Please use this identifier to cite or link to this item: https://scholarbank.nus.edu.sg/handle/10635/222009
Title: CLIMATE CHANGE POLICY FAILURE AND ITS IMPACT ON ISLAND STATES: CASE OF SINGAPORE AND SRI LANKA
Authors: MUTU TANTRIGE OSADA VISHVAJITH PEIRIS
Keywords: Environmental Management
Master (Environmental Management)
MEM
Seck Tan
2015/2016 EnvM
Adaptation
Climate Change
Island States
Mitigation
Policy Failure
Issue Date: 15-Jan-2016
Citation: MUTU TANTRIGE OSADA VISHVAJITH PEIRIS (2016-01-15). CLIMATE CHANGE POLICY FAILURE AND ITS IMPACT ON ISLAND STATES: CASE OF SINGAPORE AND SRI LANKA. ScholarBank@NUS Repository.
Abstract: Climate Change (CC) is universally recognized as a major global threat due to its nature of impacts (IPCC, 2013). The risks including water shortage, issues in food security, increase of poverty, and climate induced migrations threat the livelihood of world population. Most importantly, CC poses a risk of violent conflict over increasingly scarce resources such as fresh water and arable land (Raleigh & Urdal, 2007). In this context, many countries have initiated mitigation and adaptation actions through sector based policy measures. By evaluating the level of achievement of set objectives over a specific timeline, policies can rate as success or failure. It is also argued that CC policies fail due to uncertainty of the impacts, long time frames, clash with long-term socioeconomic policy objectives, and trans-boundary nature of the issues (Howlett, 2014). Island states are known to be the most vulnerable to CC impacts (IPCC, 2014). Singapore and Sri Lanka are two Asian island states with significant differences in the level of development and geographic features, and few similarities in terms of economic drivers and climate response strategies. As vulnerable states for CC impacts, both countries have taken necessary steps to formulate climate change policy followed by strategies. The present study compares the key climate driven performance indicators with historical data to measure the failure of climate change policy. The mitigation and adaptation strategies are country specific, so the study attempts to follow a common criterion to understand the effort of each country on achieving its expected objectives. Greenhouse gas (GHG) emissions from various land uses are taken as the proxy for climate change mitigation evaluation while national expenditure (as a share of Gross Domestic Product) of key economic sectors are considered for measuring adaptation actions. Failure of CC policy in Sri Lanka and Singapore is compared to understand the contextual priorities and possible lessons that can be learnt from each other. Comparatively, Sri Lanka has given a high priority for adaptation aspects while Singapore has prioritized on mitigation actions as response to climate change.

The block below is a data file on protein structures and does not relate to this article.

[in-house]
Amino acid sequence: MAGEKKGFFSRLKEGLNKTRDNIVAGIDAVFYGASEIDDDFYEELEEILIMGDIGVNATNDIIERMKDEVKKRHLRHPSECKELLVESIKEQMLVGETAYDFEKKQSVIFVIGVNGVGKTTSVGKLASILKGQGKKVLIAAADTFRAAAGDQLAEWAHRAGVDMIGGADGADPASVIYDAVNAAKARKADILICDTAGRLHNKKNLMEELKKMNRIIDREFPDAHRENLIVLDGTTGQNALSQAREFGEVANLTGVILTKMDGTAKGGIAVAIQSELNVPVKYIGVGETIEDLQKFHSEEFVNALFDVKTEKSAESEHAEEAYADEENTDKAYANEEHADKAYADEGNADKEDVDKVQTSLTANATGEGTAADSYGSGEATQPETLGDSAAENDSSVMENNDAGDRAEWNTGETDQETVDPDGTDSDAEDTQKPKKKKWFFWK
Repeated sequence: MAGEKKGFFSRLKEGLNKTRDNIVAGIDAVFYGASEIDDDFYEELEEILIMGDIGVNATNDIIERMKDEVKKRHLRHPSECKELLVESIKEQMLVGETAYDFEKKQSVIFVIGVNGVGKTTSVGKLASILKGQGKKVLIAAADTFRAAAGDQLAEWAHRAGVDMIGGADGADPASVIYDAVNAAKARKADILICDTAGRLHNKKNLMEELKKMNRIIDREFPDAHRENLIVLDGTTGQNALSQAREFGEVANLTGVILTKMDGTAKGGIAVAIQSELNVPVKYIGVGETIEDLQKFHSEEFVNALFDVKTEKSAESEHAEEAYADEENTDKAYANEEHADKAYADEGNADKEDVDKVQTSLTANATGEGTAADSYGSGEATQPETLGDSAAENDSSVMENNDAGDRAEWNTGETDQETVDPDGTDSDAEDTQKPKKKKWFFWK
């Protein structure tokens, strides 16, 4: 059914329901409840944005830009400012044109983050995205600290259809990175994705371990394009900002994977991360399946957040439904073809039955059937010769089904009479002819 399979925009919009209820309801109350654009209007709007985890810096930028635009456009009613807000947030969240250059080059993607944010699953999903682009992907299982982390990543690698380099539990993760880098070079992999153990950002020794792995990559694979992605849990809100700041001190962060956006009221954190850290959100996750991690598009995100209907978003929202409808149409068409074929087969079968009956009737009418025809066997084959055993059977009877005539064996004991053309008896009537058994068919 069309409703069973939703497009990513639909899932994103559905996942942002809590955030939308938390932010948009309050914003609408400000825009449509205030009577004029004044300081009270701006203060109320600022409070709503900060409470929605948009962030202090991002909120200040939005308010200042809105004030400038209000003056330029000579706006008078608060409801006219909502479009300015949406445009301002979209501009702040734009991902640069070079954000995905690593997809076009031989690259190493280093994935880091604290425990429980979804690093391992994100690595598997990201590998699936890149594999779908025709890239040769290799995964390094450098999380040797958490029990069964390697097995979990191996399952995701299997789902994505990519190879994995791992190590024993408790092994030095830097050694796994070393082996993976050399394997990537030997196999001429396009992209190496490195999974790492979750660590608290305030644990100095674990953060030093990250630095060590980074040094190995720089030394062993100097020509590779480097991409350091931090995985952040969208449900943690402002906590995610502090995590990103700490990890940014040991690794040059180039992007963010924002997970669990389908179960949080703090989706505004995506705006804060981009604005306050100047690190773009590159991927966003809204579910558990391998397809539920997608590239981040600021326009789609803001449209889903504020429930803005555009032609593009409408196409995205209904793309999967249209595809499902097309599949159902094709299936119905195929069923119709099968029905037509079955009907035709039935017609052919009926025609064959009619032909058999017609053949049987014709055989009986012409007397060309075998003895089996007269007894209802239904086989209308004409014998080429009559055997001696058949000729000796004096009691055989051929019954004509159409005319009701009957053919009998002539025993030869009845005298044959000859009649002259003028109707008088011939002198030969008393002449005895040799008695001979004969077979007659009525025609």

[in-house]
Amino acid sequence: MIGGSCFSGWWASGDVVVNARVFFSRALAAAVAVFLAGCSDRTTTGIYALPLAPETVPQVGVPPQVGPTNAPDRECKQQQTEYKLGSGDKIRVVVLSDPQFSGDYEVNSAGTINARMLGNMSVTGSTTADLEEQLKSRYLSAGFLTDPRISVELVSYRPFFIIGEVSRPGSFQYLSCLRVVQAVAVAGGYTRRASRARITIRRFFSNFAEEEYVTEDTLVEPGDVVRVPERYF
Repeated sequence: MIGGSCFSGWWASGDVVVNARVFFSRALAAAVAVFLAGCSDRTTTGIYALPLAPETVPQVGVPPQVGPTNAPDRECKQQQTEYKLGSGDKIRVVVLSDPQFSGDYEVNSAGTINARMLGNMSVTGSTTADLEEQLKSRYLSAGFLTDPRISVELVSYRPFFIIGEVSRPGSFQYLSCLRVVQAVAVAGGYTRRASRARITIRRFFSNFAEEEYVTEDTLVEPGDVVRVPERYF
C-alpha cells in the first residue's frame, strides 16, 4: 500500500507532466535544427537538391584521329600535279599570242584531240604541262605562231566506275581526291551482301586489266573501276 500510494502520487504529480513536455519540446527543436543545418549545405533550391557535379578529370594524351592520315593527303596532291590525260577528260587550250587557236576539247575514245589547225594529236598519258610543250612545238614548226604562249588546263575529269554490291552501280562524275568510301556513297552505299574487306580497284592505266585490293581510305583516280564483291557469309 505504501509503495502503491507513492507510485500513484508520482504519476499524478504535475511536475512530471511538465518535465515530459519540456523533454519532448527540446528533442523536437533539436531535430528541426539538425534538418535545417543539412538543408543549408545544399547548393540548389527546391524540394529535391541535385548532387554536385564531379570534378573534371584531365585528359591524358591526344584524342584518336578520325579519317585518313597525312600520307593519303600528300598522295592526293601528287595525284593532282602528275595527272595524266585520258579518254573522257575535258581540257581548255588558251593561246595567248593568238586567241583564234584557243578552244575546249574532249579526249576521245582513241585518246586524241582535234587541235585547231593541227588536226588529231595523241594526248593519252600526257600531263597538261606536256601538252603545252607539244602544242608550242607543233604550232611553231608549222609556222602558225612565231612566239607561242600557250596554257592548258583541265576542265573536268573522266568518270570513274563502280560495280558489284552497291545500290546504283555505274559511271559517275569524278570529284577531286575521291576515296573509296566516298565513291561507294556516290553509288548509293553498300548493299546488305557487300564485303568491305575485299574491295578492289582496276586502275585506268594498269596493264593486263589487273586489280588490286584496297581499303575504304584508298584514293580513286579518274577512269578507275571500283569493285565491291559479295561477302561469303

URI: https://scholarbank.nus.edu.sg/handle/10635/222009
Appears in Collections:Master's Theses (Restricted)

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